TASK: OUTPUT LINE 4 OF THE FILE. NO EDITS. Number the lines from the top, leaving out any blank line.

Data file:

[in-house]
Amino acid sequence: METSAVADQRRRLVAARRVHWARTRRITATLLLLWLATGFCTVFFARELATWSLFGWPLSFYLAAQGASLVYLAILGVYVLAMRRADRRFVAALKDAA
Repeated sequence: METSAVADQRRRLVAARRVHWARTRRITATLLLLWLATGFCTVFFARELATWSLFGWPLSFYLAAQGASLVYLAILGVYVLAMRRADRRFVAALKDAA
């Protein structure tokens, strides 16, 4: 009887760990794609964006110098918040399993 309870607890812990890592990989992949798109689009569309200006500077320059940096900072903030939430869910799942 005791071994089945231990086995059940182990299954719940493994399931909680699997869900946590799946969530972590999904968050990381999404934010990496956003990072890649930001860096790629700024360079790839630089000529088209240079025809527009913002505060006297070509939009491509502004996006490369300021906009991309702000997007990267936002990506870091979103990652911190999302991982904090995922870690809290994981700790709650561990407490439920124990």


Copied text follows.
């Protein structure tokens, strides 16, 4: 009887760990794609964006110098918040399993 309870607890812990890592990989992949798109689009569309200006500077320059940096900072903030939430869910799942 005791071994089945231990086995059940182990299954719940493994399931909680699997869900946590799946969530972590999904968050990381999404934010990496956003990072890649930001860096790629700024360079790839630089000529088209240079025809527009913002505060006297070509939009491509502004996006490369300021906009991309702000997007990267936002990506870091979103990652911190999302991982904090995922870690809290994981700790709650561990407490439920124990």